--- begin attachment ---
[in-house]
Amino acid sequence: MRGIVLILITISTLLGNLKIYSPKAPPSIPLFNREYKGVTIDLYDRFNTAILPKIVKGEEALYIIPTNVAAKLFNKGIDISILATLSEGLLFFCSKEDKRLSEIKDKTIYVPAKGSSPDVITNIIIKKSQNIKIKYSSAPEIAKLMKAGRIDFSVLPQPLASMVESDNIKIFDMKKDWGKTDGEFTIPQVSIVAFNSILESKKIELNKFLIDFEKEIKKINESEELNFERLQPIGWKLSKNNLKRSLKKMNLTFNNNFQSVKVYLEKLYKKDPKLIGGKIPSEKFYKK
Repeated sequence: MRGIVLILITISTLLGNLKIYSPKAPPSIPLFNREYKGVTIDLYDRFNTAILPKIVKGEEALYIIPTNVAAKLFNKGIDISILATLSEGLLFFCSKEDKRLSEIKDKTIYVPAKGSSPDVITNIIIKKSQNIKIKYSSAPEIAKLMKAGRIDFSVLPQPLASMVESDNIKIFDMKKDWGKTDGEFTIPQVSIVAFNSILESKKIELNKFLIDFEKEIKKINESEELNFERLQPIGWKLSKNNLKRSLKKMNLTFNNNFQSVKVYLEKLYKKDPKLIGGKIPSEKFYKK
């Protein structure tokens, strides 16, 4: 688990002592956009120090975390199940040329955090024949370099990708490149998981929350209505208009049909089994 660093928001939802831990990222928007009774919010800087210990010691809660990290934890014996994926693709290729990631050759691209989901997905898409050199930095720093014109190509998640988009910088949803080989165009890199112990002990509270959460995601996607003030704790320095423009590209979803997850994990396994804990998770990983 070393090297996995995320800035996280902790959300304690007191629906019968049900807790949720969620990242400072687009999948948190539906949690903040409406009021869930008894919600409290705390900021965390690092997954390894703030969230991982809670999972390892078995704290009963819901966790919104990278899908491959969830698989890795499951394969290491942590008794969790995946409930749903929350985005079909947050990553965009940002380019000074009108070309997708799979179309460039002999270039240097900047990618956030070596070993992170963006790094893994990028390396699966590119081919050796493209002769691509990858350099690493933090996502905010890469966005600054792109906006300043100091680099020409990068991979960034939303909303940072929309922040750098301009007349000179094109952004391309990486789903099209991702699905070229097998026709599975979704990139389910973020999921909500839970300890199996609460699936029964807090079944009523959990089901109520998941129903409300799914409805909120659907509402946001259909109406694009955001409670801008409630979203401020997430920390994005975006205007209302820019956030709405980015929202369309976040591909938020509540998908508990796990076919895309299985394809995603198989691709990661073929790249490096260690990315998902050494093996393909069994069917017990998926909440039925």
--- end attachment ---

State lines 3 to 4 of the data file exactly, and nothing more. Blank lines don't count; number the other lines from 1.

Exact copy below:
Repeated sequence: MRGIVLILITISTLLGNLKIYSPKAPPSIPLFNREYKGVTIDLYDRFNTAILPKIVKGEEALYIIPTNVAAKLFNKGIDISILATLSEGLLFFCSKEDKRLSEIKDKTIYVPAKGSSPDVITNIIIKKSQNIKIKYSSAPEIAKLMKAGRIDFSVLPQPLASMVESDNIKIFDMKKDWGKTDGEFTIPQVSIVAFNSILESKKIELNKFLIDFEKEIKKINESEELNFERLQPIGWKLSKNNLKRSLKKMNLTFNNNFQSVKVYLEKLYKKDPKLIGGKIPSEKFYKK
């Protein structure tokens, strides 16, 4: 688990002592956009120090975390199940040329955090024949370099990708490149998981929350209505208009049909089994 660093928001939802831990990222928007009774919010800087210990010691809660990290934890014996994926693709290729990631050759691209989901997905898409050199930095720093014109190509998640988009910088949803080989165009890199112990002990509270959460995601996607003030704790320095423009590209979803997850994990396994804990998770990983 070393090297996995995320800035996280902790959300304690007191629906019968049900807790949720969620990242400072687009999948948190539906949690903040409406009021869930008894919600409290705390900021965390690092997954390894703030969230991982809670999972390892078995704290009963819901966790919104990278899908491959969830698989890795499951394969290491942590008794969790995946409930749903929350985005079909947050990553965009940002380019000074009108070309997708799979179309460039002999270039240097900047990618956030070596070993992170963006790094893994990028390396699966590119081919050796493209002769691509990858350099690493933090996502905010890469966005600054792109906006300043100091680099020409990068991979960034939303909303940072929309922040750098301009007349000179094109952004391309990486789903099209991702699905070229097998026709599975979704990139389910973020999921909500839970300890199996609460699936029964807090079944009523959990089901109520998941129903409300799914409805909120659907509402946001259909109406694009955001409670801008409630979203401020997430920390994005975006205007209302820019956030709405980015929202369309976040591909938020509540998908508990796990076919895309299985394809995603198989691709990661073929790249490096260690990315998902050494093996393909069994069917017990998926909440039925």